1 Fireplace or hearth.
2 Fireplace with flue and vent over it, so including the structure rising above a roof or outside the building. A chimney-stack could be a large structure surrounded by a timber-framed building, where it helped to stabilize the structure as well as providing heat, could be erected over the gable-end, or placed in series along a façade, as in a medieval hospital or almshouse (e.g. St John's Hospital, Lichfield, Staffs. (late C15), with its array of stacks). In Elizabethan and Jacobethan prodigy-houses chimney-stacks contributed to the complex skylines of the composition.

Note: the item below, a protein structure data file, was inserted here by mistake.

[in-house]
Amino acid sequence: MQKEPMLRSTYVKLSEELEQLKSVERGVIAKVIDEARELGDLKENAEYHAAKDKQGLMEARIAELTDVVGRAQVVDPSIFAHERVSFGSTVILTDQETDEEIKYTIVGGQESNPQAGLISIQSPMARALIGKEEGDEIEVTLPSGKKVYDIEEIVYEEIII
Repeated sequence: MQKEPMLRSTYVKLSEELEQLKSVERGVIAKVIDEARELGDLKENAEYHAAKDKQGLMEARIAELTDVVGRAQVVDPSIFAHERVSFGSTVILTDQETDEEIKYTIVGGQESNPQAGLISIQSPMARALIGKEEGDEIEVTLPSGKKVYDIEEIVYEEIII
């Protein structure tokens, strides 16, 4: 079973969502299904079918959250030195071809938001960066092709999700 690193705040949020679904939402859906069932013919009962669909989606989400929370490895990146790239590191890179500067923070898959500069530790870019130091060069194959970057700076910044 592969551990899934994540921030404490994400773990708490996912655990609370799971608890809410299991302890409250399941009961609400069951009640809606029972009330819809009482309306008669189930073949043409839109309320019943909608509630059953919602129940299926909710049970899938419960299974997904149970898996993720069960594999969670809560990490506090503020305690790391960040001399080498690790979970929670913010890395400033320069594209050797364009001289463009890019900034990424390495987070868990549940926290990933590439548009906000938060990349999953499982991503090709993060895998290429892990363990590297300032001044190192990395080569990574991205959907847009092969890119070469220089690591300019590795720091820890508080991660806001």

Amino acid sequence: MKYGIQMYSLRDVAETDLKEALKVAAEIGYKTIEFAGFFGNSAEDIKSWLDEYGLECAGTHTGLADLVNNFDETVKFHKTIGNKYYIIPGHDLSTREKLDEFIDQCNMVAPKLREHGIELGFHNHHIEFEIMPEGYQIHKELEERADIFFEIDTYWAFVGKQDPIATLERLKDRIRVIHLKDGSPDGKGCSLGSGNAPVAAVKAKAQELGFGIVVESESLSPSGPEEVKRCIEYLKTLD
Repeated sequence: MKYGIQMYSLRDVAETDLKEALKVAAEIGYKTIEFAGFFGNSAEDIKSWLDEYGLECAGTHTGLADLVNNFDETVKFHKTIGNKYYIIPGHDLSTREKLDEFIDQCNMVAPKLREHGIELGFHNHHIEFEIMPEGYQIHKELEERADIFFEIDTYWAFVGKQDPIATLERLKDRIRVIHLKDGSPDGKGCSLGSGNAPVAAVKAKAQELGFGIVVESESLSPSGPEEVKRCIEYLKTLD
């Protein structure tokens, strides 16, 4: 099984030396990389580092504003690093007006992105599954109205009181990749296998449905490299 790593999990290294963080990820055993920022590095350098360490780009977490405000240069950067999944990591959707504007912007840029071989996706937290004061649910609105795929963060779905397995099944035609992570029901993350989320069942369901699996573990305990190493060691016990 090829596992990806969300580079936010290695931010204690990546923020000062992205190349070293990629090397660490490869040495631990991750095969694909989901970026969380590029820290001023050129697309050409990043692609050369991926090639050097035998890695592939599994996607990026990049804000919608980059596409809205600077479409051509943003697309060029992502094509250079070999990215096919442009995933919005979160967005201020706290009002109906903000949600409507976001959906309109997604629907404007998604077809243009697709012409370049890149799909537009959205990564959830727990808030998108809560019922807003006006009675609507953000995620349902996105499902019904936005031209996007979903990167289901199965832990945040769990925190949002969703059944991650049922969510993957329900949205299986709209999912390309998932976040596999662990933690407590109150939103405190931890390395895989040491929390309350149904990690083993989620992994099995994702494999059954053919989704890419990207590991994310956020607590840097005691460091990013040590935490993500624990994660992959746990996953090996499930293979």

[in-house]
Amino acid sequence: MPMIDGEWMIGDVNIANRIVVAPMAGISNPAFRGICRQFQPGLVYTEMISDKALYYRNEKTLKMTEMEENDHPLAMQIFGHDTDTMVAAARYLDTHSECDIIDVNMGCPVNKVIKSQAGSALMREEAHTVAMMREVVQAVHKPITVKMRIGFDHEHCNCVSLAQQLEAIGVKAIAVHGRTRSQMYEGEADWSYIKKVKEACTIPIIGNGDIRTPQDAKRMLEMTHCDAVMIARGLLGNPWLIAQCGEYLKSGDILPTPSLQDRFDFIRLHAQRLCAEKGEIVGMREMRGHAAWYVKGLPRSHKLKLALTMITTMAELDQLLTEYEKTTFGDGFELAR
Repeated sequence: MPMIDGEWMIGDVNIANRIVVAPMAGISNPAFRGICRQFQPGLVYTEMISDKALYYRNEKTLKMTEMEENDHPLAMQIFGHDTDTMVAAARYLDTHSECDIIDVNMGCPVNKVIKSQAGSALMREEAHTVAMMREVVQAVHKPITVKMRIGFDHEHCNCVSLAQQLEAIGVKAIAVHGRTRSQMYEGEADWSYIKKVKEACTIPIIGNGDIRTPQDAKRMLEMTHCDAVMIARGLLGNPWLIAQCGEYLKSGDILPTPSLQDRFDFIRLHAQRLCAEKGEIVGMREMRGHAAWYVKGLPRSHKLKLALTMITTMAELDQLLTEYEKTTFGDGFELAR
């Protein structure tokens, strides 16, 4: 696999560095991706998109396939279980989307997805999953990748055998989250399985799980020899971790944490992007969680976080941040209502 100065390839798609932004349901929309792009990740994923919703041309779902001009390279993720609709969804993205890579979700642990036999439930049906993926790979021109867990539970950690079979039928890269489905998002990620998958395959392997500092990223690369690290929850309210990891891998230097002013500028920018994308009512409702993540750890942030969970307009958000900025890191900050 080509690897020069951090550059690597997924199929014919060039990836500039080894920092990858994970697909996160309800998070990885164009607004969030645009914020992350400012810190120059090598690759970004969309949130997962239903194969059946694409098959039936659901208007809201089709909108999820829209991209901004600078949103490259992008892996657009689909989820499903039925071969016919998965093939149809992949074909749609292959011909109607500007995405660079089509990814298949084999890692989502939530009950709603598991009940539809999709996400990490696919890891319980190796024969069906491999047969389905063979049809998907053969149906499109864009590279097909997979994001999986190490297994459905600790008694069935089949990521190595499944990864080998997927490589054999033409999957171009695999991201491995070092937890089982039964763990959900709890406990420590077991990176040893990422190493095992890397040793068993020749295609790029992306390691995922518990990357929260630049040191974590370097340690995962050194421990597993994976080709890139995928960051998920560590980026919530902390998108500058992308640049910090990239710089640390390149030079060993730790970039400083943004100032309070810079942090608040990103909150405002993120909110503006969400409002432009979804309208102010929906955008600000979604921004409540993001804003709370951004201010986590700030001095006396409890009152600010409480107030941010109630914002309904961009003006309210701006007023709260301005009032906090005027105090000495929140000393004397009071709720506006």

The following terms are associated with chimneys: fireplace (opening of a chimney into a room, whether decorated or not); gathering (part of the flue that contracts with the ascent); hearth (floor of the fireplace); and inglenook (small space beside the chimney, often containing seats, sometimes illuminated by means of a small window, and occasionally having a lower ceiling than in the rest of the room, hence its other name, roofed ingle).